Reflective Practice Mission Statement 2

In my previous post, I tried to analyze the concept of so-called Reflective Practice Mission Statement (RPMS). After having read another post of John Pfordresher’s, my outlook on the issue has narrowed down. The author was so kind and this time he offered a practical example, possibly to make things easier for anyone eager to take up the challenge:

This is a fun ice breaker I use in class. It’s also a great way to get an RP meeting started.


strongly disagree               disagree                      agree                   strongly agree

1) Teachers must teach grammar explicitly if learners are to acquire language effectively.
2) Teachers who don’t utilize technology in class are doing a disservice to their students.
3) Teachers have to understand the correlation between student emotions and student needs to be effective.

I have no clue if the author wants us to ponder about the statements and elaborate on them in our posts, or whether he plans to discuss them on his own. It may be a coincidence but the second statement is actually expanded on in his subsequent post, which, at first sight, has nothing to do with the RPMS challenge (at least it is not stated explicitly). By the way, I can’t agree more with the following quote:

“The job of a modern English language teacher is to help students navigate their world through the medium of English. It isn’t about using technology to teach students, it’s about teaching students how to understand, decipher and decode English when using technology”.

Anyway, back to my case. It often happens that ideas and solutions suddenly dawn on me. Well, I admit that this is often a result of a previous analysis and contemplation. This ‘awakening’ usually occurs when I concentrate on something unrelated to the initial problem. Yesterday I was watching the Downton Abbey series, which a friend of mine had kindly recommended to me a while ago, when a new Reflective Practice Mission Statement sprang to mind.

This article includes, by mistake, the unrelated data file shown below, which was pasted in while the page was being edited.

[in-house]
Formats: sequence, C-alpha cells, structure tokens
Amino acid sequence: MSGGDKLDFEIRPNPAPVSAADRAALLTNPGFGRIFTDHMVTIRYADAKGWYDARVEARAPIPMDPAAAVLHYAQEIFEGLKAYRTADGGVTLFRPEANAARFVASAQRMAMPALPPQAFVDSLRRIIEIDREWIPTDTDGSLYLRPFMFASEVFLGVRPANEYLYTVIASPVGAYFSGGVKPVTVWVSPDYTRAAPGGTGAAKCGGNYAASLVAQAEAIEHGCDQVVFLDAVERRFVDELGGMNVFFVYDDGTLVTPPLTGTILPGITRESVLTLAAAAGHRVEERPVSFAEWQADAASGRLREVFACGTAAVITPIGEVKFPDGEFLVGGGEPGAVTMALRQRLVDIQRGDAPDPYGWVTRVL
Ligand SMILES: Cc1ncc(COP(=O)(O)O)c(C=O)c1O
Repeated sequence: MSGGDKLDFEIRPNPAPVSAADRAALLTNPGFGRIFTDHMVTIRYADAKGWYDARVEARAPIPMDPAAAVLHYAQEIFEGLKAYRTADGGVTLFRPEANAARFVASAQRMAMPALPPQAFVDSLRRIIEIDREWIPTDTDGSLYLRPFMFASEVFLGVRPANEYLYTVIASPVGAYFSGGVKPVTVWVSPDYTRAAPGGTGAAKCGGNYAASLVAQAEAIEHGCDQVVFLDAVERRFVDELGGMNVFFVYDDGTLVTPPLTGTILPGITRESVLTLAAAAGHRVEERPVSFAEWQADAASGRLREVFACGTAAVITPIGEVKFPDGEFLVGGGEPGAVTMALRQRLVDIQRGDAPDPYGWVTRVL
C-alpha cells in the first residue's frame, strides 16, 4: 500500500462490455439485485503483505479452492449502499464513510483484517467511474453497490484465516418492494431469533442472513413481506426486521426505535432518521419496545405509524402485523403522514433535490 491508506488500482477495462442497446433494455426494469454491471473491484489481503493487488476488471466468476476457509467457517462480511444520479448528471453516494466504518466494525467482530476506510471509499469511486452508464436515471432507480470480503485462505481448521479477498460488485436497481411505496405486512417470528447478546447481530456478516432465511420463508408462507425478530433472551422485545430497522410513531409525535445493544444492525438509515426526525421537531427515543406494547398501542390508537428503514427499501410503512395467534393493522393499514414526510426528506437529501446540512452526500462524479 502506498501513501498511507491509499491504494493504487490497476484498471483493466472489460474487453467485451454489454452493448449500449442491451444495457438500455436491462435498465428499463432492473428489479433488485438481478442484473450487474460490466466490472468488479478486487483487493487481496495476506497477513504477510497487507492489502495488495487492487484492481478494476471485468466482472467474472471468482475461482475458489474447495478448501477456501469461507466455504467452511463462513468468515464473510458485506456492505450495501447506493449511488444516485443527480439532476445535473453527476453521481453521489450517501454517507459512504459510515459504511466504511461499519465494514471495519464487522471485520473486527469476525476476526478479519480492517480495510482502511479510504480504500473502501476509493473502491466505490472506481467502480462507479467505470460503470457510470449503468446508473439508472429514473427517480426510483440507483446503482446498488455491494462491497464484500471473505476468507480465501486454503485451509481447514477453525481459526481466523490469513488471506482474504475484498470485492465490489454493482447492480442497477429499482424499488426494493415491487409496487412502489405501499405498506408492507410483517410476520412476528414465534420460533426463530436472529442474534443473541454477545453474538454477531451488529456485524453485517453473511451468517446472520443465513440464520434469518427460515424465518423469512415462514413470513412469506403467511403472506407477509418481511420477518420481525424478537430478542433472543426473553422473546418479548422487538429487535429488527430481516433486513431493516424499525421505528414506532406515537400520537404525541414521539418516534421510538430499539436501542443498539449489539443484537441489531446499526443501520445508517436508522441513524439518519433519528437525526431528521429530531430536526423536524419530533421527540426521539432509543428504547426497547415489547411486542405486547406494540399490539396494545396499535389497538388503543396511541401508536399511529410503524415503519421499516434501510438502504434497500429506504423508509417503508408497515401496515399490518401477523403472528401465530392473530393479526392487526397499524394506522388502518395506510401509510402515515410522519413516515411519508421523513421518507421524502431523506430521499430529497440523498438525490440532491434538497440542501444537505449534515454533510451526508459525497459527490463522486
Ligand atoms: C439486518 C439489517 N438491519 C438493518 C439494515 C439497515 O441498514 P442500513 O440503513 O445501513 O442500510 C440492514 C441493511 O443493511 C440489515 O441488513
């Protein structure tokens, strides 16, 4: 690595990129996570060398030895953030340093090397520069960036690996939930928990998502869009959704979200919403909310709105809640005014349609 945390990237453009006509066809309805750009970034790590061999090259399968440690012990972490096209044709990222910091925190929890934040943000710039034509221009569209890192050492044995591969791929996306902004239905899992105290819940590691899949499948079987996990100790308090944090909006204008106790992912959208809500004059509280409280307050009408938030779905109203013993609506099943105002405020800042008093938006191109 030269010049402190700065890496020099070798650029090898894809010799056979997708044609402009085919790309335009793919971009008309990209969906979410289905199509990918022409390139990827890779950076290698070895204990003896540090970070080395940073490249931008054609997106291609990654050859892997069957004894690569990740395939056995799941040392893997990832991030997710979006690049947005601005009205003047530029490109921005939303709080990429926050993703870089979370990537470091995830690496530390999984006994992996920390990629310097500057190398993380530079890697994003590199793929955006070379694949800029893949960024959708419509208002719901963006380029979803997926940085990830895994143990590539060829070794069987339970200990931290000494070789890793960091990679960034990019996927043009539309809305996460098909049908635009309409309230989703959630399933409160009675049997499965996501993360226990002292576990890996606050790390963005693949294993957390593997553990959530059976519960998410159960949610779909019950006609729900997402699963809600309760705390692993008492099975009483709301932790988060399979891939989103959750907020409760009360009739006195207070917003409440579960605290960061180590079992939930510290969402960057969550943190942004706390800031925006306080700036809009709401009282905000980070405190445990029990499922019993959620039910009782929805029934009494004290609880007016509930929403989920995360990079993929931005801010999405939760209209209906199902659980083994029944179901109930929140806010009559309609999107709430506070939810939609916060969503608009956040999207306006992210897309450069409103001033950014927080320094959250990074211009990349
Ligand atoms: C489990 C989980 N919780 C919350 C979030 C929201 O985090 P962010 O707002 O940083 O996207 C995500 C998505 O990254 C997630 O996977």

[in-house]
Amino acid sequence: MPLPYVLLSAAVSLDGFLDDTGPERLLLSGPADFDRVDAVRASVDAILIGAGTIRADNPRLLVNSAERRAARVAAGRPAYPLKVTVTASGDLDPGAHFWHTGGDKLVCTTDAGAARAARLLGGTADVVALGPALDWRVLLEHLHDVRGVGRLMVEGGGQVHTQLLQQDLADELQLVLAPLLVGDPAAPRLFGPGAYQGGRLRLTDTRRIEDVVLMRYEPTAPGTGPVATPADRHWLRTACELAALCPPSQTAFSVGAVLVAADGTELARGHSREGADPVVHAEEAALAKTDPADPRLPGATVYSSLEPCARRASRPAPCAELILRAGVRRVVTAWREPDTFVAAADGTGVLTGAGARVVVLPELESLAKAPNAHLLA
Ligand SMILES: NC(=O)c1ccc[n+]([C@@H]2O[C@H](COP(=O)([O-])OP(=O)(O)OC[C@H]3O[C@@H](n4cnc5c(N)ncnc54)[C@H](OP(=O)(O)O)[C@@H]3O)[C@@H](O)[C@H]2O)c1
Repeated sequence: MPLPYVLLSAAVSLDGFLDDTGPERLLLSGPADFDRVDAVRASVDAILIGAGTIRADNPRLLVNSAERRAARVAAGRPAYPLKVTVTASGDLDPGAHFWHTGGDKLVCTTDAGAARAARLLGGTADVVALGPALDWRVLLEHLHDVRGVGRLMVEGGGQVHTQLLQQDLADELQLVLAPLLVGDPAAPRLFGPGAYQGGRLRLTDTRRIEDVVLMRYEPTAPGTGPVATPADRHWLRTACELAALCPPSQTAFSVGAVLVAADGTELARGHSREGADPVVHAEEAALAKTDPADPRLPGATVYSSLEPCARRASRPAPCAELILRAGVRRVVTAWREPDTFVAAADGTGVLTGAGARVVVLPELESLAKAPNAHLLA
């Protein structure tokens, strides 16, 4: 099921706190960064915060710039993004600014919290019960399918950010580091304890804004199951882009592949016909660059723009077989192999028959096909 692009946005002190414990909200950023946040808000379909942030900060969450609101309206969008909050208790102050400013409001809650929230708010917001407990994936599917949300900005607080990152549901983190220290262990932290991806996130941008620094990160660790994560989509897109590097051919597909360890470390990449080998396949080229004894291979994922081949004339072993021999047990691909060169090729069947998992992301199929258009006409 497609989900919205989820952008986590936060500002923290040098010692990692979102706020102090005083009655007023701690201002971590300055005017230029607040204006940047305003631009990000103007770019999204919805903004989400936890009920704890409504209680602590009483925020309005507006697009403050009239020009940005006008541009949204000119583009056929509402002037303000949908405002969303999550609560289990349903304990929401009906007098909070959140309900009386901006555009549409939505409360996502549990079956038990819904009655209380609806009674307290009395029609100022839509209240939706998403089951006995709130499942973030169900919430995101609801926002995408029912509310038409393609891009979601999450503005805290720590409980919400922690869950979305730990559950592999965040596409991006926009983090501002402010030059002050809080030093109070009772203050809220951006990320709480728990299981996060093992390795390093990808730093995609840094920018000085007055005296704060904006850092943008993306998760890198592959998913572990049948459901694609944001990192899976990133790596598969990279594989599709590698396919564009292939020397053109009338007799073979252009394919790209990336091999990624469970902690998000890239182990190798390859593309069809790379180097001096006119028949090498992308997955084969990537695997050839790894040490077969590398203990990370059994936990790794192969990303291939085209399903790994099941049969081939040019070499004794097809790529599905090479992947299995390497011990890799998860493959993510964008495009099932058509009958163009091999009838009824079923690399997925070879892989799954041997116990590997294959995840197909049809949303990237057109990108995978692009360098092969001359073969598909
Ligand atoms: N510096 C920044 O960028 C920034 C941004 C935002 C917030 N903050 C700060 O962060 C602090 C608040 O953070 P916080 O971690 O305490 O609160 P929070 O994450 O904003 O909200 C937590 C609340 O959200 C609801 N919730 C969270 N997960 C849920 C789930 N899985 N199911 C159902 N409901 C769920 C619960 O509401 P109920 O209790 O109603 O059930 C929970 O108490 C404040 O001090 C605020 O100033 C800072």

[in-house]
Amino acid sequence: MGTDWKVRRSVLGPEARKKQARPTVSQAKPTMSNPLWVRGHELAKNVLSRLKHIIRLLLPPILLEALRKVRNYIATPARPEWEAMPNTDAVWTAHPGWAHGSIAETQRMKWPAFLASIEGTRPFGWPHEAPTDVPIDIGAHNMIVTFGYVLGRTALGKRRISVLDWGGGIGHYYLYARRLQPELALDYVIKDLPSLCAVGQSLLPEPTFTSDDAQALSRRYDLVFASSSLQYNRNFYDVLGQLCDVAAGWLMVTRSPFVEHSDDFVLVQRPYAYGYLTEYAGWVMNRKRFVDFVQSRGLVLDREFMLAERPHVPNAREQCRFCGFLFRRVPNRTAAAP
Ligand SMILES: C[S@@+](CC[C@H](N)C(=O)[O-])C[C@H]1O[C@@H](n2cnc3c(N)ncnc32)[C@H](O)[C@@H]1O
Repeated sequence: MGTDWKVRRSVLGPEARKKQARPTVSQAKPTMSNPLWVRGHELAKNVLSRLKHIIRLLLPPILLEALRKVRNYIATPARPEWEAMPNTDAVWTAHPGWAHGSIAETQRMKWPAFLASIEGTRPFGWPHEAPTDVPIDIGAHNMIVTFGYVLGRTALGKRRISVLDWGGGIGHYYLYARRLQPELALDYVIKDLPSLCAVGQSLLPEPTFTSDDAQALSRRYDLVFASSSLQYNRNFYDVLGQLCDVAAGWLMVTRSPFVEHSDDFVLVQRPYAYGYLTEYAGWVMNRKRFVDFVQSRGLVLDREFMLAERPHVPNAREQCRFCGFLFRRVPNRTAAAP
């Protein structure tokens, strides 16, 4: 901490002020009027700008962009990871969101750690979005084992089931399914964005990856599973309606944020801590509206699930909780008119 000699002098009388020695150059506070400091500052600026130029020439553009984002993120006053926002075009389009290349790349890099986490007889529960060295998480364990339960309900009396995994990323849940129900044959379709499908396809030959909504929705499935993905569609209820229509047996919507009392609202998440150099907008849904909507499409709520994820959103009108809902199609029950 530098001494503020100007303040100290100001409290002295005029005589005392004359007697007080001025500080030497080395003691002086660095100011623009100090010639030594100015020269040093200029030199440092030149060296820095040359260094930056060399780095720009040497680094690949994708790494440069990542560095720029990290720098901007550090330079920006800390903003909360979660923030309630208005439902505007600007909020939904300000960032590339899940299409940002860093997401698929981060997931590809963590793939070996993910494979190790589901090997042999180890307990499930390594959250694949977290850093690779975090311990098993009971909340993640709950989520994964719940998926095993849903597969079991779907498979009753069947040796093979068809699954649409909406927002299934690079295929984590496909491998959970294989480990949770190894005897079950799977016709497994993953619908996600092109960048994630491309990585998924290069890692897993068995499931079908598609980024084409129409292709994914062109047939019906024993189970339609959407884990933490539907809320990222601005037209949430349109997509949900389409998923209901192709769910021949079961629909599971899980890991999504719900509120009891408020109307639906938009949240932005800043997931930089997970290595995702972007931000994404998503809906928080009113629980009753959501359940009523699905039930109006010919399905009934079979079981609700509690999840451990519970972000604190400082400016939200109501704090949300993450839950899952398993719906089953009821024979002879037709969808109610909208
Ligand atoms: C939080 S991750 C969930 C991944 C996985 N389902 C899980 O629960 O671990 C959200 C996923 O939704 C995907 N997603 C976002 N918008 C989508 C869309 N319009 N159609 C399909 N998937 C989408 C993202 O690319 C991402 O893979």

Being a non-native English teacher has a lot of drawbacks, but it can also give me an advantage.
 
This may sound like an attempt to find an excuse but I’m about to explain it. As a non-native speaker of English I am constantly learning – both consciously and systematically in order to keep up with whatever I need to, and unintentionally (learning is just a side effect). Mind you, I’m not saying that native speakers aren’t learning and refining their mother tongue all their lives. But my bonus is that I’ve gone through all the phases of getting a grasp of the foreign language (as opposed to acquiring it). What is more, I’ve tried various learning styles and I was a witness to a plethora of teaching methods when I was a student myself. I strongly believe in learner autonomy and my contention is that if a student acquires the right approach to learning, he or she can achieve almost anything. The method is the key.
 
What on earth then does Downton Abbey have to do with my RPMP? It’s simple; when watching the first episode, I found it somewhat difficult to understand some of the British accents. However, as the series went on, I felt more and more comfortable. Was it because I got accustomed to the accents? Maybe. But more importantly, I got more and more context as the plot and characters developed. With more context comes a better understanding. This applies to listening and reading in general.